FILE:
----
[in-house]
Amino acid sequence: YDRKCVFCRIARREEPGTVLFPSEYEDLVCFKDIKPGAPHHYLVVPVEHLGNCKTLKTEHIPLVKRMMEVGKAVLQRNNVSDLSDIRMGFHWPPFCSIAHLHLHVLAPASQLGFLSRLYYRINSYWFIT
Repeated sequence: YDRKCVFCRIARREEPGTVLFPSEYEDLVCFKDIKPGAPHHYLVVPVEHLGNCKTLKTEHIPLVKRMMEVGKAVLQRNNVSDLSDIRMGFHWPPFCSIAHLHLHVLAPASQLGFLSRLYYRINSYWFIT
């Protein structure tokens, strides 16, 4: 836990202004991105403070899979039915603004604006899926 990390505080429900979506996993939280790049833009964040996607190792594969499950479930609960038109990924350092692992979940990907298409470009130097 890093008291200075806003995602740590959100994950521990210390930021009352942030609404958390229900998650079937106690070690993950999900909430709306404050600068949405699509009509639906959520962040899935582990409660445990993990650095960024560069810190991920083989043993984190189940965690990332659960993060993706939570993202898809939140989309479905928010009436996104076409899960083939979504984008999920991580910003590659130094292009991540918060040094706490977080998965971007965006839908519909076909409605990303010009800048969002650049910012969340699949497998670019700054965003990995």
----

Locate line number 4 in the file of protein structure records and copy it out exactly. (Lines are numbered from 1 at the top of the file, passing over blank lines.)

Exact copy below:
């Protein structure tokens, strides 16, 4: 836990202004991105403070899979039915603004604006899926 990390505080429900979506996993939280790049833009964040996607190792594969499950479930609960038109990924350092692992979940990907298409470009130097 890093008291200075806003995602740590959100994950521990210390930021009352942030609404958390229900998650079937106690070690993950999900909430709306404050600068949405699509009509639906959520962040899935582990409660445990993990650095960024560069810190991920083989043993984190189940965690990332659960993060993706939570993202898809939140989309479905928010009436996104076409899960083939979504984008999920991580910003590659130094292009991540918060040094706490977080998965971007965006839908519909076909409605990303010009800048969002650049910012969340699949497998670019700054965003990995």